But what works in one area might not be applicable in another, Manuel Reyes, Cognizant’s chief architect points out.

“Could a dataset from a GP practice in a very affluent area of central London be modelled in a way that would be suitable to provide care for somebody who lives in the Orkney Islands? Probably not,” he says.

This is a simple bias, Reyes says, adding that there are societal biases around different demographics, and different people with different backgrounds that also need to be taken into consideration.

“There are certain communities that engage quite heavily with primary care, for example and there are other communities that don’t,” he adds.

“We saw that in Covid, there were certain communities that were more open to testing and to vaccination. But there were other communities that for their own reasons were not. So it’s about understanding the biases that exist in the data as well.”

There are other challenges that will need to be tackled to ensure the optimum use of AI, not least the lack of national integration standards. This means that healthcare organisations have manipulated integration models such as ADT a28 messages to fit their local needs, says Reyes.

“This was great, because it’s local problems being solved in local ways. But when you try and bring that data together, you’ve now got an integration challenge, because you’ve got to try and aggregate that data from up to 250 systems,” he adds.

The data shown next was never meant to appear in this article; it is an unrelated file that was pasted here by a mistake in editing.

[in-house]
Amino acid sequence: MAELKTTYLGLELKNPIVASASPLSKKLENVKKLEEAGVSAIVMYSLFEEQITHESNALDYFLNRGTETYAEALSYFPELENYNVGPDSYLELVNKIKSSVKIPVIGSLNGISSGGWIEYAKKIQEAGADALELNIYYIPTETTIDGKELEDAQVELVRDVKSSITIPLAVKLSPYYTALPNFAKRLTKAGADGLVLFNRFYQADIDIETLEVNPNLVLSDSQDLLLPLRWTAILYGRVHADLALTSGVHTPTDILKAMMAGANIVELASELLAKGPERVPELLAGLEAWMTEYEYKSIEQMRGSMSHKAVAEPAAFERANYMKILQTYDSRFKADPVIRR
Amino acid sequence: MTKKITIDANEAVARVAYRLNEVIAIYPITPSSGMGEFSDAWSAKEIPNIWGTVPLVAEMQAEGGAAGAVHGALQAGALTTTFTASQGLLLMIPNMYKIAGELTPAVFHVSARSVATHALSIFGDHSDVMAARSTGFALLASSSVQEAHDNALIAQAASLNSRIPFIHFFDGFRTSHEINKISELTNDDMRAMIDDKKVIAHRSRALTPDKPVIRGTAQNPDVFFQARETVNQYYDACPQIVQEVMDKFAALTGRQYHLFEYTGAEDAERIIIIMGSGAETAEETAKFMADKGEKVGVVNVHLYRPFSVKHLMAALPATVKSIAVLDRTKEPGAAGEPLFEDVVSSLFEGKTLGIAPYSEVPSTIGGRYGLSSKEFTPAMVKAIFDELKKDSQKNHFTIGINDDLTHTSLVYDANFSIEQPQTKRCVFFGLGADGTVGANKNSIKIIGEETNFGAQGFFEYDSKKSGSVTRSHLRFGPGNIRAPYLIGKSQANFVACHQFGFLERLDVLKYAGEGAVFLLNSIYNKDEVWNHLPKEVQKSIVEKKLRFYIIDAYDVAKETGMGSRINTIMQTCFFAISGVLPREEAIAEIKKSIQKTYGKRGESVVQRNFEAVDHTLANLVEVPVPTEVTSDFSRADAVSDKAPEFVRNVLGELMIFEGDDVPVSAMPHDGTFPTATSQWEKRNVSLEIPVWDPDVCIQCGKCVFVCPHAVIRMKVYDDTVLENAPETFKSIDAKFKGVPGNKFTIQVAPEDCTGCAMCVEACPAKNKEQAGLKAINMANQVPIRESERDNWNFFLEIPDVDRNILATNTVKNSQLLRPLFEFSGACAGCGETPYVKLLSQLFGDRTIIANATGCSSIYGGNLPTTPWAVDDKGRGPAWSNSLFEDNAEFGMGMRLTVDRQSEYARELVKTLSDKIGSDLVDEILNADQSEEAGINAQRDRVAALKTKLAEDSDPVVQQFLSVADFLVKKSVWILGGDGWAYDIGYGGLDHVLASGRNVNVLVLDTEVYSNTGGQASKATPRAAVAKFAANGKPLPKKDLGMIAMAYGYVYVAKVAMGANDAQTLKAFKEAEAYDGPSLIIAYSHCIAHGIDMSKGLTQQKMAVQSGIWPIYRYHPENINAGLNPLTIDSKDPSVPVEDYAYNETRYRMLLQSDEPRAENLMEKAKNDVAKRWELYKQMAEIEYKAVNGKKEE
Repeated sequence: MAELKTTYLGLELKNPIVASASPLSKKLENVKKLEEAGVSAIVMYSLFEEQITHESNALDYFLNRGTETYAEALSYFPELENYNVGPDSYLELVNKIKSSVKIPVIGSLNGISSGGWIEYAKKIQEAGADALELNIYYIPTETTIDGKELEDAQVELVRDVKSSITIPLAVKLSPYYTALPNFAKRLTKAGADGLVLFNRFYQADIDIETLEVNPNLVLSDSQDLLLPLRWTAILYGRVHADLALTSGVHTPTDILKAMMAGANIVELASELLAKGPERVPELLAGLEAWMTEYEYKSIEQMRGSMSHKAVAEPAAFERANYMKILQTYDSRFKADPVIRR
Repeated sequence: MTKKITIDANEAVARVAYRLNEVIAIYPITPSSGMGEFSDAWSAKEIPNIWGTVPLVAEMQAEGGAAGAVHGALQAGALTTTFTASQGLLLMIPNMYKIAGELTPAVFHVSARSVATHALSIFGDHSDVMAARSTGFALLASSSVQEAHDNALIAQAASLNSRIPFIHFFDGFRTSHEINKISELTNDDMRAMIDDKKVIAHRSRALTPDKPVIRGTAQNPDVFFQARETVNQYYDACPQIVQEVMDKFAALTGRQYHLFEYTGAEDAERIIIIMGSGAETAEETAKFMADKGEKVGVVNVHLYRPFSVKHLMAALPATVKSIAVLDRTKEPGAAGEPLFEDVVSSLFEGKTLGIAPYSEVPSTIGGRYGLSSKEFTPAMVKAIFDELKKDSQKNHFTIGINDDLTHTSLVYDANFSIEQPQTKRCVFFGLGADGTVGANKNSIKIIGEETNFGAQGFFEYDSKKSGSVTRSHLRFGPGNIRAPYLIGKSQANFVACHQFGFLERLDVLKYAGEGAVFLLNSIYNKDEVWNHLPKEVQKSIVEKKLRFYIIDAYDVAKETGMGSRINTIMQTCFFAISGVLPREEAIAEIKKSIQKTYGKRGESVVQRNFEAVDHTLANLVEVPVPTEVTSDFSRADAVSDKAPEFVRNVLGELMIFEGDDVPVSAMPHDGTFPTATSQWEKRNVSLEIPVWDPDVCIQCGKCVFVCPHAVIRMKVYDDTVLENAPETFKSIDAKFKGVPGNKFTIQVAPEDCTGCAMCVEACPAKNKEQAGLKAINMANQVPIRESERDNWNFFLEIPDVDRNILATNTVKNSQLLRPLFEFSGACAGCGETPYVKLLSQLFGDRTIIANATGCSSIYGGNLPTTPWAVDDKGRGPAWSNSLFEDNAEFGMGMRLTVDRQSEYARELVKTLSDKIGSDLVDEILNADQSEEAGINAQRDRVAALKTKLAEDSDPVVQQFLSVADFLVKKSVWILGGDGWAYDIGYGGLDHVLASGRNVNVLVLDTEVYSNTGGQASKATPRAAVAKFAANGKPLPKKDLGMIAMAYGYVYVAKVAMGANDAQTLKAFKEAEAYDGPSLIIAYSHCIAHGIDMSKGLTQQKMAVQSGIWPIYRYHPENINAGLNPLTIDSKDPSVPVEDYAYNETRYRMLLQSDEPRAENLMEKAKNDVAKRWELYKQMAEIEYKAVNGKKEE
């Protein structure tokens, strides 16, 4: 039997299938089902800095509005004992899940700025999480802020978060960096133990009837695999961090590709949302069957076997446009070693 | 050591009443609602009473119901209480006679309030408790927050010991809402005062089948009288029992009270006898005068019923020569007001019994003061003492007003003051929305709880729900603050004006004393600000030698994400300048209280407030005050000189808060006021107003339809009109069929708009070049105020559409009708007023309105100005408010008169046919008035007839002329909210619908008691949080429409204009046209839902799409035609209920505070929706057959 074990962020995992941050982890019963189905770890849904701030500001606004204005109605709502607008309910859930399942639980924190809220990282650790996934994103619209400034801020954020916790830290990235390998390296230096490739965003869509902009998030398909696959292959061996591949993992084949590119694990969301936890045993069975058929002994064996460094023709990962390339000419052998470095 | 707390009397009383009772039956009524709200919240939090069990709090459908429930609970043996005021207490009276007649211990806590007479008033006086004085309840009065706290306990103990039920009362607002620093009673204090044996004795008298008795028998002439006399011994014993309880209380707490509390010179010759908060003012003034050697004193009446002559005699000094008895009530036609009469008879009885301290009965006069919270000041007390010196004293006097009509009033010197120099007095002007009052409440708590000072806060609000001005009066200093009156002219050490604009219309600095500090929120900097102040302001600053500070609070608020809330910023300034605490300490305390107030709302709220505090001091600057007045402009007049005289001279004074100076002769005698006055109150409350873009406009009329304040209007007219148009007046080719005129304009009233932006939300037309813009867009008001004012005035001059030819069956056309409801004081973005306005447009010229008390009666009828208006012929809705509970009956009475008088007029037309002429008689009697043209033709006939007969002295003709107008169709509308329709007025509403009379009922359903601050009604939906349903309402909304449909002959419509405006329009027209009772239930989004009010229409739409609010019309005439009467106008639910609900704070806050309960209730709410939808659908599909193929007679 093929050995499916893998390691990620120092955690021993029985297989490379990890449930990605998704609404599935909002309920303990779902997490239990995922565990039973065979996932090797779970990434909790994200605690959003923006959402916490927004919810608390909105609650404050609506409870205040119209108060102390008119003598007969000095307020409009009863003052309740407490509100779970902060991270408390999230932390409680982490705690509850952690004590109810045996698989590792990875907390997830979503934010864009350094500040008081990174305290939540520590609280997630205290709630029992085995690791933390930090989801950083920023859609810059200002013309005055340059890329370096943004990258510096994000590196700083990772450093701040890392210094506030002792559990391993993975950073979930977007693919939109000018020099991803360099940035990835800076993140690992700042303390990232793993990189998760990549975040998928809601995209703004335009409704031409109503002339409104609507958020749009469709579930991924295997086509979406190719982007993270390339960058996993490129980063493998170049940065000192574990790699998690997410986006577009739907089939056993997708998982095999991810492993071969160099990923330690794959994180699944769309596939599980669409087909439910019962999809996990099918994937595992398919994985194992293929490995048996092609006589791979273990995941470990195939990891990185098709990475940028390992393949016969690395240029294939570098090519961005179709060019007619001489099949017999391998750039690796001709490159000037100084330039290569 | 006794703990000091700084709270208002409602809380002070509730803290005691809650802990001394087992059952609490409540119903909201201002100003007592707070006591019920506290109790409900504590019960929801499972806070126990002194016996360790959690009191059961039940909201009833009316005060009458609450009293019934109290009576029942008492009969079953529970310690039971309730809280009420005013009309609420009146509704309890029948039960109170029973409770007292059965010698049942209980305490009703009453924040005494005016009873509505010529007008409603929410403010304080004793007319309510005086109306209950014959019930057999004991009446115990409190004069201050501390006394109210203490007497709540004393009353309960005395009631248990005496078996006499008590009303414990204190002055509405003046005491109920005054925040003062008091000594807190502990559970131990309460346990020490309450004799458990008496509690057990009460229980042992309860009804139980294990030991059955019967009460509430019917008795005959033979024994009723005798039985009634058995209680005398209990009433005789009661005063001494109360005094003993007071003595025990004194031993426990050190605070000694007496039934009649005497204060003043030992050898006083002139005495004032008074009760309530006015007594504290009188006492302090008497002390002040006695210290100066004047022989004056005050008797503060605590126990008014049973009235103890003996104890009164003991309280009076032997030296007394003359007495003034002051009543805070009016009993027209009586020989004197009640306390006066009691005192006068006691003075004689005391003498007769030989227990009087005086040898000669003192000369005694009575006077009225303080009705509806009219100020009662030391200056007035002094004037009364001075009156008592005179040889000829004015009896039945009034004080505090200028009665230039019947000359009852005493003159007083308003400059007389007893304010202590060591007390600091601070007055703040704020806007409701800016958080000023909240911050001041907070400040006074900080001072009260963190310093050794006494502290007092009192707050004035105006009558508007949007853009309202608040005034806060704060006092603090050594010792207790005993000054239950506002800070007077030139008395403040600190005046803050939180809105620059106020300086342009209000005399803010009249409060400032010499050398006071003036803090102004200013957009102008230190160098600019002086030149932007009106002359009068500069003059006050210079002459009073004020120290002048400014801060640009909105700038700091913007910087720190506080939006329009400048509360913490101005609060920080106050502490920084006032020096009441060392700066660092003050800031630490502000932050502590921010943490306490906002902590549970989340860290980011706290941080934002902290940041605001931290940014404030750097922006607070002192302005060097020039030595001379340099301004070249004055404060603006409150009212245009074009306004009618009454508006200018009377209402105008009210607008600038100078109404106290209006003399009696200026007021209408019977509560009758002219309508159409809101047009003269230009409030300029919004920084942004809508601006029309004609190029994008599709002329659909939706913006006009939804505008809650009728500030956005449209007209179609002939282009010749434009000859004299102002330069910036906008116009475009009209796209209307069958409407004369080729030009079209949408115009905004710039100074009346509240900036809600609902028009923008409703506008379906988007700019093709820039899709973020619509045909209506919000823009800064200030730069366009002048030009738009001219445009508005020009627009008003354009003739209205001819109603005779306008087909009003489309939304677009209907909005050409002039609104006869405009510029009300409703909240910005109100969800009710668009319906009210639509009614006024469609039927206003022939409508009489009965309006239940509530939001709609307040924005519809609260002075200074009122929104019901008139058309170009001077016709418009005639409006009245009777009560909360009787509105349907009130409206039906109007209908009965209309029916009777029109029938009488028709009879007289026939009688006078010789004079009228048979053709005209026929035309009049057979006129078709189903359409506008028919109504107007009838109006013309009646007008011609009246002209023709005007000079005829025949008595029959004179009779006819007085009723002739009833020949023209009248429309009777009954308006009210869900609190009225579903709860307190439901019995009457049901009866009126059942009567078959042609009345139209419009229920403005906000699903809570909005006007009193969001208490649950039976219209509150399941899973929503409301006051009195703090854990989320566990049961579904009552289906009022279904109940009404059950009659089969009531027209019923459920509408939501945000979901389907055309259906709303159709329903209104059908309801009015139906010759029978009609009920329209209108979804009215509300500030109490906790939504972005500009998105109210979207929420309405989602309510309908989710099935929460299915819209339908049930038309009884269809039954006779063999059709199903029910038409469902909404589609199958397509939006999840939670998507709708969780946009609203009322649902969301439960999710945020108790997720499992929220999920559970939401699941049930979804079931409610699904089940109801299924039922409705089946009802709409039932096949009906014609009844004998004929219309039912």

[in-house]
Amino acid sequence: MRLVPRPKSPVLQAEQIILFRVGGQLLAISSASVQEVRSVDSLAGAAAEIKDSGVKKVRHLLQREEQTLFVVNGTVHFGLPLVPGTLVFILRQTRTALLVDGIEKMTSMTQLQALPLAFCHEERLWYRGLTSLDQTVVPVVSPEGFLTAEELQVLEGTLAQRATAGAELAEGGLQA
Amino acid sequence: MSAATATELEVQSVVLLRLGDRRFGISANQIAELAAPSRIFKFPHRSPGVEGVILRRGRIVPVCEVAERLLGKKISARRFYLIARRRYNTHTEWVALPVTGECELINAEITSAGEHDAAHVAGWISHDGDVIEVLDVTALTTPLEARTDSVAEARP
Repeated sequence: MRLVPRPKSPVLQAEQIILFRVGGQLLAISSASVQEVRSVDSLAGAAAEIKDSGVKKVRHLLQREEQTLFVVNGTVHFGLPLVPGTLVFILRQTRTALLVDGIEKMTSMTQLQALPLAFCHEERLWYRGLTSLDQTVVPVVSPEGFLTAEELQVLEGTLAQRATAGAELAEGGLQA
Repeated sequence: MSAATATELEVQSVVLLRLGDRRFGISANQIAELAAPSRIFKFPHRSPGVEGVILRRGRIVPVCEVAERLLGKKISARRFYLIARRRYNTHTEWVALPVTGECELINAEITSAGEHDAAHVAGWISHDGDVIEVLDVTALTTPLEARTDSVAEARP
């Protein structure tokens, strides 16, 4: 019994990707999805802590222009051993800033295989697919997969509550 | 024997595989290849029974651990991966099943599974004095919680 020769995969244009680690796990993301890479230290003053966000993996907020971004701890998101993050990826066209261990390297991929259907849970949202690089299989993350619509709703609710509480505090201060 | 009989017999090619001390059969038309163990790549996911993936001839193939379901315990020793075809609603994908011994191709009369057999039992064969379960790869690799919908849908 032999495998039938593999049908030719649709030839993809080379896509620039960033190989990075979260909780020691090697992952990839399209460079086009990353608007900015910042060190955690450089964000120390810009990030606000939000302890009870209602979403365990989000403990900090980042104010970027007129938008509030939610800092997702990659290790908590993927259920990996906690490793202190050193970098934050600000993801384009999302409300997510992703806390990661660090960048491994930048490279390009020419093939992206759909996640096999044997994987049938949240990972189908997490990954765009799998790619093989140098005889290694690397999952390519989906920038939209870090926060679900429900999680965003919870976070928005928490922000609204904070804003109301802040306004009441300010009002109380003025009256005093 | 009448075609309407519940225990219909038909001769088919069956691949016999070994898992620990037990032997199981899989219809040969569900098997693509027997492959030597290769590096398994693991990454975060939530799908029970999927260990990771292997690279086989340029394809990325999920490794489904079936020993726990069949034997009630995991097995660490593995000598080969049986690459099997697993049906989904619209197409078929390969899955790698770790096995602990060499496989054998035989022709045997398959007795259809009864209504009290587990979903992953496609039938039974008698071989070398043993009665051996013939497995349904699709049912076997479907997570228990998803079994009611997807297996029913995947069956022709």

Lack of standards is also reflected in the way that health and care providers store their information, resulting in huge amounts of unstructured data, says Reyes. And AI needs structured data. While imaging is an example of best forms of structured data, other areas are still seeing a challenge because there is a lack of “single canonical standards”.

What about the risk? According to Peter Tyreholt, chief product officer for Visiba, with healthcare sector being very risk adverse, challenges will need to be tackled as providers would still rather opt to do nothing, than risk making a mistake, especially when it comes to AI.

Personalised care

What is certain, however, is that AI will play a huge role in personalised care in the future.

“AI will enable patients to be given treatments which are based on their specific clinical and demographic characteristics, rather than a one size fits all approach,” Oracle Cerner’s Kaubryte concludes.

“AI and data science techniques can quickly process huge amounts of data about the patient and systematically compare that information with the data from similar patient cohorts and available scientific evidence, which can then help inform clinical decisions.”